Andrew Murray, in his sermon entitled "Absolute Surrender", quoted 1 Kings 20:1-4 "And Ben-hadad the king of Syria gathered all his host together:  and there were thirty and two kings with him, and horses, and chariots: and he went up and besieged Samaria, and warred against it.  And he sent messengers to Ahab king of Israel into the city, and said unto him, 'Thus saith Ben-hadad, Thy silver and thy gold is mine; thy wives also and thy children, even the goodliest, are mine.'  And the king of Israel answered and said, 'My lord, O king, according to thy saying, I am thine and all that I have'.  What Ben Hadad asked was absolute surrender; and what Ahab gave was what was asked of him--absolute surrender.  I want to use these words:  'My lord, O king, according to thy saying, I am thine, and all that I have,' as the words of absolute surrender with which every child of God ought to yield himself to his Father.  We have heard it before, but we need to hear it very definitely--the condition of God's blessing is absolute surrender of all into His hands.  Praise God! if our hearts are willing for that, there is no end to what God will do for us, and to the blessing God will bestow."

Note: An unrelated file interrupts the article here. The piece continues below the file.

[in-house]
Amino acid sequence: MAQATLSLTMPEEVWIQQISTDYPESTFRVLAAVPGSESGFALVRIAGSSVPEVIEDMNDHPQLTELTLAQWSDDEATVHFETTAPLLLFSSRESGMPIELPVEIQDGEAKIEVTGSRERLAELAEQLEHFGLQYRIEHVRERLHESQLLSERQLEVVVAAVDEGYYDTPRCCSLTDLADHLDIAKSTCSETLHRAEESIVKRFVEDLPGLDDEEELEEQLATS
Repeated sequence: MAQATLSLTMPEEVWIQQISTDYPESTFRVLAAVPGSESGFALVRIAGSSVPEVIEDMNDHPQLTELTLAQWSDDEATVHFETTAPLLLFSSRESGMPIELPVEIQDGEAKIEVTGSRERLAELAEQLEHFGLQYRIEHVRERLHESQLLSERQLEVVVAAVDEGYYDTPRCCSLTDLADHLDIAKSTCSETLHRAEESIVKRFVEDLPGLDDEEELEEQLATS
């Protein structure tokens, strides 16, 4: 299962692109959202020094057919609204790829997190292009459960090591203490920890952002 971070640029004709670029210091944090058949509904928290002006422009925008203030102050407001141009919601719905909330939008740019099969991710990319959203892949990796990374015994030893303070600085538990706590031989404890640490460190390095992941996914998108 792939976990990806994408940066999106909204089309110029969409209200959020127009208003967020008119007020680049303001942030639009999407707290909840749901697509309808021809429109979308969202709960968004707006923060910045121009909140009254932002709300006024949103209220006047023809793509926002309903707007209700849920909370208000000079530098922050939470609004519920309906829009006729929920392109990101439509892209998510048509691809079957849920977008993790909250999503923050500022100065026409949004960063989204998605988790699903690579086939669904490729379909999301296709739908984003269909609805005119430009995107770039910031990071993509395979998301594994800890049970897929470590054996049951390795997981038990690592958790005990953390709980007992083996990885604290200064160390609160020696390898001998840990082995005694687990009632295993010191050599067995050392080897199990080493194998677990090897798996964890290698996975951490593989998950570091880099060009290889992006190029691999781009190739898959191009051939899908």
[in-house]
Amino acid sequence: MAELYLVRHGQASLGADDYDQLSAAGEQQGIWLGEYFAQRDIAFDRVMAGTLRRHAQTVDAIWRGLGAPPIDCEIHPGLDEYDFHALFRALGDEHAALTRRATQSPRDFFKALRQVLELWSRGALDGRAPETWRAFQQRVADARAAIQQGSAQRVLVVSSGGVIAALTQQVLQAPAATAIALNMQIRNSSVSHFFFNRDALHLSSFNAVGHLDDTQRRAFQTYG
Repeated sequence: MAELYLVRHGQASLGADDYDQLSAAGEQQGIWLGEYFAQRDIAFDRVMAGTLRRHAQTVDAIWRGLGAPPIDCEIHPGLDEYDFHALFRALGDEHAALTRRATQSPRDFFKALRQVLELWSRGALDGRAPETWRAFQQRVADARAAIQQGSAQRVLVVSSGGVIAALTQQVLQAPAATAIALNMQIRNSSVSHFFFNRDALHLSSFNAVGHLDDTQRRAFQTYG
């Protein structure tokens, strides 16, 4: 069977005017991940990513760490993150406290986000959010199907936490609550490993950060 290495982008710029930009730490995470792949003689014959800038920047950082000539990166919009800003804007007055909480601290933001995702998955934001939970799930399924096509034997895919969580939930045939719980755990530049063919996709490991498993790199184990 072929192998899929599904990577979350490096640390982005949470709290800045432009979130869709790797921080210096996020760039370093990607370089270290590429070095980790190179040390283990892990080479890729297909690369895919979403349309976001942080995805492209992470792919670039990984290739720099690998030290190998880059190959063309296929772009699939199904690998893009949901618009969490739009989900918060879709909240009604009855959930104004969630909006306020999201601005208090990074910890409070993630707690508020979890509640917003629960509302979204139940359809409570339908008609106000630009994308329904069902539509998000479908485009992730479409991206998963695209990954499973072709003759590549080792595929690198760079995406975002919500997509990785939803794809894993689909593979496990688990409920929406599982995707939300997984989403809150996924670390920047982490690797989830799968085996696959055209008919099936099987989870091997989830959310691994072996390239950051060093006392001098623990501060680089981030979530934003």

A fully surrendered life, solely desiring closer communion with God, eschews entertainment prioritized higher than such communion (communion integrating Bible study, prayer, and service to others); avoids self-aggrandizement in purchases; trusts in the Lord to meet our needs; and seeks to give all to God as an offering.  These are perhaps benchmarks of a Christian life surrendered to Christ.  In church we sing a hymn entitled "I Surrender All" (lyrics written in 1896, one year after the "Absolute Surrender" booklet was published); consider the text of the hymn, below: